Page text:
Ninja Pussy Cat does have its merits though, one being the ladies, all of which are quite attractive and are generally nude more than they’re clothed. The action sequences, which unfortunately are too few, are surprisingly well done (including ninja stars laced with poison that will make you a nymphomaniac) and the film’s finale is absolutely oozing (literally) with excess and it certainly makes up a bit for the bumpy road we have to take to get there. Like I said at the top, if you dig the Kasumi (which Kawasaki went on to direct the first four of) and Kaede series of recent half-naked ninja flicks, Ninja Pussy Cat is a pretty interesting, if deeply flawed, blueprint whose coattails were ridden to success. Pink Eiga’s release is presented in 1.85:1 letterbox format and looks pretty decent, although like most of these films, looks older than it should due to the poor way they’re preserved in Japan; as much money as the films make the industry, they sure aren’t treated as if they should be archived for future generations. Audio is available in both 2.0 stereo and 5.1 surround, both of which are nicely balanced and free of any background noise. The main extras on board are an introduction to the film as well as interviews with director Kawasaki and regular pink actress Yoko Satomi that feature some good behind-the-scenes info about the genre. Rounding out the extras are the usual Pink Eiga goodies, such as the film’s original artwork, cast and crew bios and filmographies, a slide-show of images from the film, and trailers for this and a boatload of other current and upcoming PE titles. You can get your dirty little hands on this kitty through Pink Eiga's Web Store (which will come with some extra PE goodies!) or Amazon.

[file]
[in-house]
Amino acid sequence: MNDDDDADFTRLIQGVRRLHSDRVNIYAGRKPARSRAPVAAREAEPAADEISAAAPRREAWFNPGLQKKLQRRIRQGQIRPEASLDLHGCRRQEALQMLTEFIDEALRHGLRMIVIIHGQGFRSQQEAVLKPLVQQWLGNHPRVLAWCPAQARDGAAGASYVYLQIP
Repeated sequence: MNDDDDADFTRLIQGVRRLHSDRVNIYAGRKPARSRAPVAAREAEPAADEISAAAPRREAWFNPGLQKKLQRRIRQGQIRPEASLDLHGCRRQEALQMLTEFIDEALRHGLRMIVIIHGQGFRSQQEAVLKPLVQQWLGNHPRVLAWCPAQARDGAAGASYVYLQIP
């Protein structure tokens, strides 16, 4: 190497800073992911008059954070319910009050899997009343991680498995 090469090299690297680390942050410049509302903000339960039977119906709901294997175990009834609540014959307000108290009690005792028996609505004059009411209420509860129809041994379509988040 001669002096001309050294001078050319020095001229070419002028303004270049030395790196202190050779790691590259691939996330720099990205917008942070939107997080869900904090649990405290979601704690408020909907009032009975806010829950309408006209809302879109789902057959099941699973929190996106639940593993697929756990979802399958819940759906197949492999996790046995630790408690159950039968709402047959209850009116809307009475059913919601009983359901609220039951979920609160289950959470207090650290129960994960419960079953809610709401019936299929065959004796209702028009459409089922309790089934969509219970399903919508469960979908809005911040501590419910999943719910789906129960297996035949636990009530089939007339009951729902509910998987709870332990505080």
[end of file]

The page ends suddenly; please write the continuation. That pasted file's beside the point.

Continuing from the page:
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The Evil poster  
USA | 1978
Directed by: Gus Trikonis
Written by: Donald G. Thompson
Starring: Richard Crenna, Joanna Pettet, Andrew Prine, Cassie Yates
| 89 Minutes | Rated R

- By KamuiX

Psychologist C.J. Arnold and wife Caroline are in the market for a building to house their drug rehabilitation center. They come across a huge mansion that’s in dire disrepair, but since the price is right, they decide to snag it and fix it up even though Caroline sees a weird apparition while touring the house. She probably should have taken more notice though since this house has a nasty past and surely won’t turn out to be the best environment to house recovering addicts. C.J. gets some of his colleagues and patients together one weekend to help clean up the house and fix it up before opening its doors. Whilst cleaning the basement, he removes a cross stuck between the handles of some cellar doors and unwittingly unleashes an evil force into the house. Caroline’s visions fall on deaf ears, but once the house seals itself up and victims start to pile up, someone better start listening.